Now, the immediate reaction of any reader (I would expect) would be that I should reprimand these two girls and find something for them to do. They are at work! Just like me, they are getting paid! However, one of the two is supposed to be my equal; she is also a student manager. Therefore, why should I have to baby-sit her? The more significant portion of this story, however, is what struck me a few moments later was: why had Darlene asked me? Why was I the one she came to? I am realizing that this happens more and more. When I went to leave the other day, the union worker got a panicked expression and asked, “You’re leaving?” “I’ll be back at 1:30,” I reassured her. But as I walked out, I began wondering: why was I reassuring her? What did she depend upon me for? There were other workers there, other student managers.

My boss e-mails me. She asks me to stay late. She asks me to “take care of things.” I am the one the Danforth (i.e. building) managers come to when they have a question or concern during my shifts.

My parents always advise me, “Ask for what you need.” So I asked for a raise. We shall see what comes of my request.

Sunday, February 17, 2008


Is it a bad sign that I have become such an editor—such a critic—that I even want to revise my professors’ notes?

As I sit here studying (or attempting to study) for my 100-level BCS Development of Brain and Mind course, I am coming up with all sorts of ways that the notes could have been more logically rearranged. I never questioned the ways in which professors organized their material before, but as I try to make connections between the various portions of my notes so that I somehow remember them for the test, I find myself thinking, “If only they had put things together this way….”

I am freelance editing a peer’s book at least seven hours-a-week. I “edit” at Writing Fellows at least twice a week. I am constantly editing my own Honors Thesis work. I think I am becoming obsessed.

Sunday, February 10, 2008

Saturday, February 2, 2008

It’s Time

In my suite, I’m probably considered the “odd-man-out.” I’m the only single girl, and of the girls in the suite, I guess I would be considered the “together” one. I have my own friends, my own activities, my own schedule; my world is not confined to those people I met freshman year, nor is it confined to the pastimes of those people around me, if I do not enjoy them (i.e excessive amounts of Magic and Guitar Hero). Granted, I do have my bad days and go on the occasional rant concerning a particularly nasty customer at Hillside or my internet-retarded computer, but for the most part I keep to myself and am certainly the least likely to “let loose” in a party situation or otherwise. Therefore, it would probably be a pretty accurate to assume that my roommate Ben has ever heard me squeal before. That is, until four days ago.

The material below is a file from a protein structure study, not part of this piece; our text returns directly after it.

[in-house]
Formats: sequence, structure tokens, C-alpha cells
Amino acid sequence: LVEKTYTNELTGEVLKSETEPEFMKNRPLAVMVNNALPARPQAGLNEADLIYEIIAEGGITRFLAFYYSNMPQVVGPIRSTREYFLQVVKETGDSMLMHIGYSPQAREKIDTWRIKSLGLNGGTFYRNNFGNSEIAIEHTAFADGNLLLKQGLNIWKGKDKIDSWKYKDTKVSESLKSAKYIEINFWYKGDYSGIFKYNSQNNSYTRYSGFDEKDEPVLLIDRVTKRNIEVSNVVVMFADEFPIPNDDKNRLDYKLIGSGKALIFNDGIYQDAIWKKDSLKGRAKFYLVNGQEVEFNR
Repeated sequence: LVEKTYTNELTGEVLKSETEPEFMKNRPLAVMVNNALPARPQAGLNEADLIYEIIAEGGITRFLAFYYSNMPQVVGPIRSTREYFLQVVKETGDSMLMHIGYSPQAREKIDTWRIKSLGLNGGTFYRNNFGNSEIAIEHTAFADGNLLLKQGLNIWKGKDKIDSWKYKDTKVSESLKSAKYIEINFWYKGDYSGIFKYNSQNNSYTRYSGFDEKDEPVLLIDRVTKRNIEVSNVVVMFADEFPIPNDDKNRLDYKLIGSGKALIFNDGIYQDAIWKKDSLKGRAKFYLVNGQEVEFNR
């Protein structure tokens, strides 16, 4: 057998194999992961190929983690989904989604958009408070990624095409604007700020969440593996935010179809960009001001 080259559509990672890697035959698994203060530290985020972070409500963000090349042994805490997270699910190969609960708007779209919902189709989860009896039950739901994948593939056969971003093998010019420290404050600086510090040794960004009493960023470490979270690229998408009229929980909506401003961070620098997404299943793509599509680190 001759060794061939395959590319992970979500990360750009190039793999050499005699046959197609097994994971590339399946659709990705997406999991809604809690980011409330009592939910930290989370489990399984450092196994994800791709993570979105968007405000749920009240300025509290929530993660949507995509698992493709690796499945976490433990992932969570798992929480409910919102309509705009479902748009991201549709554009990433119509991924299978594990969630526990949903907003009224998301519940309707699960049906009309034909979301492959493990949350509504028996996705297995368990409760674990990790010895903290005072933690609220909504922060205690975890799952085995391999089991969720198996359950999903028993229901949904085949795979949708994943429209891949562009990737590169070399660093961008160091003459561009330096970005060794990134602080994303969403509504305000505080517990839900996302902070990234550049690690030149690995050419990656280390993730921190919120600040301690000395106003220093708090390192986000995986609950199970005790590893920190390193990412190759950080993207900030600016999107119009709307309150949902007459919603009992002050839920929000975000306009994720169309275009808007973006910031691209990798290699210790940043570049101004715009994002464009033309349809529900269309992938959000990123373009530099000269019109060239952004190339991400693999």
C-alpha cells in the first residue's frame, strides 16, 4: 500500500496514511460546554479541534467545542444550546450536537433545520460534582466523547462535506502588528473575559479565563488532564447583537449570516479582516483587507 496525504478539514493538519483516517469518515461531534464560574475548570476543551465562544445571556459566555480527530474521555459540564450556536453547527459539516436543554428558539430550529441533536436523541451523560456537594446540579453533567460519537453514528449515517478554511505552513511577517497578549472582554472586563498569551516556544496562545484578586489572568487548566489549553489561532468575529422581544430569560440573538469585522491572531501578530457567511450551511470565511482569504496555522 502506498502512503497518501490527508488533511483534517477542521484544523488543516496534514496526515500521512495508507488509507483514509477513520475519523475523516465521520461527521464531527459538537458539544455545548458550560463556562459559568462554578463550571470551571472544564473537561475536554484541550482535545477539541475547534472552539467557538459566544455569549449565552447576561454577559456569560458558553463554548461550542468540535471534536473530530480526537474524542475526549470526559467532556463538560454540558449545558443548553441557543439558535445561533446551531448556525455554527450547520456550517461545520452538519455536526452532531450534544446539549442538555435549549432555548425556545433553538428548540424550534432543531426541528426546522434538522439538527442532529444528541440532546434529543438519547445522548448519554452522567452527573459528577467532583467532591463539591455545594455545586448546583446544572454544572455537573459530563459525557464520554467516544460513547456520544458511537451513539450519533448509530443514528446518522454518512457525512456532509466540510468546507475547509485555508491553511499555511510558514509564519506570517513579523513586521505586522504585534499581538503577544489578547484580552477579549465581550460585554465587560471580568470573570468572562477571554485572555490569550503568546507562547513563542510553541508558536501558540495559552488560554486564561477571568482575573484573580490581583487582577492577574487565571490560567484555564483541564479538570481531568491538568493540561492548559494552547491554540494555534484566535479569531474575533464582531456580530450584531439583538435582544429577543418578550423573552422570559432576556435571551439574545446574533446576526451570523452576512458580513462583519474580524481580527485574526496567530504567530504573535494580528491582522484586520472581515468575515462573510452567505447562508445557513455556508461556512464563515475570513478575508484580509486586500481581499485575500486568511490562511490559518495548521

We were the only two in the suite—he was playing Guitar Hero in the lounge, and I was checking my e-mail in my room. (For some reason, my internet had decided to work at that particular moment in time. It is being particularly temperamental this semester.) Recently, I have been doing a lot of job-searching and resume-preparing, considering everything from how to go about selling myself to Random House to whether or not I wanted to continue through the recruitment process for Teach for America. In effect, I had completely forgotten that I had applied for the Time, Inc. summer internship program. I had applied to this program on somewhat of a crossed-fingers basis, because traditionally the program recruits college juniors, and I am—of course—a graduating senior. However, I am most certainly qualified for the position, and so I applied.

Well, to make a long story short, I got the job. Congratulations! read the e-mail. You have been selected out of over 600 applicants as one of our 47 Editorial Interns for summer 2008!

Yes, I squealed. I was just so excited! I mean, this takes a tremendous amount of pressure off of my shoulders for the next few months. Granted, it is only an internship, which means it will only employ me for June and July, but it will put me right in NYC, which means that I will be right there if (or hopefully, when) employers want to interview me. What’s more, the internship pays to house me in Columbia University’s summer dormitories, which gives me the perfect time, location, and financial cushioning to find a “real” NYC apartment.

On the semi-downside, I was not placed into any of my top three magazine choices. I will be working for This Old House magazine this summer, which seems from its website to be an interior decorating/fix-it-up type of magazine. (I will have to find and read a few copies sometime soon to get a better idea.) However, on the upside, I will get to work in the editorial department, which is the most important thing. And I will get to put Time Inc. on my resume—how impressive is that?!

Meanwhile, back in Rochester, I am beginning to do some freelance editing work for a fellow student. However, things have gotten more legally complicated than I had anticipated. Why can’t people just know what they want and spell it out clearly? I think the problem is that people simply don’t know what editors are for, or what they do. It’s a darned tough job, and certainly just as artful in terms of crafting the piece of work! So now I have to not only do the work of editing the student’s manuscript, I also have to edit the contract before I agree to it. Between that and all of the paperwork for the Time internship, I am simply drowning in legal technicalities!

Which brings me to my final point: I don’t know whether it is age or maturity or what, but the more time that passes and the closer to “independence” I believe I come, the more I discover that I rely on my parents. And it terrifies me. I have been back-and-forth with them over paperwork and decisions and terms and goodness-knows what else more than I care to admit. What is going to happen when they are no longer around? Sure, there are other people I could go to in order to ask questions, but they are my parents, and I am a priority to them. They answer my questions quickly and thoroughly because they care. I truly pity anyone who does not have such wonderful people in their life.

But parents cannot last forever. I am about to graduate college and get a job. When does the day come when all that knowledge magically transfers from them to me, and I become The Wise Self-Sufficient Adult?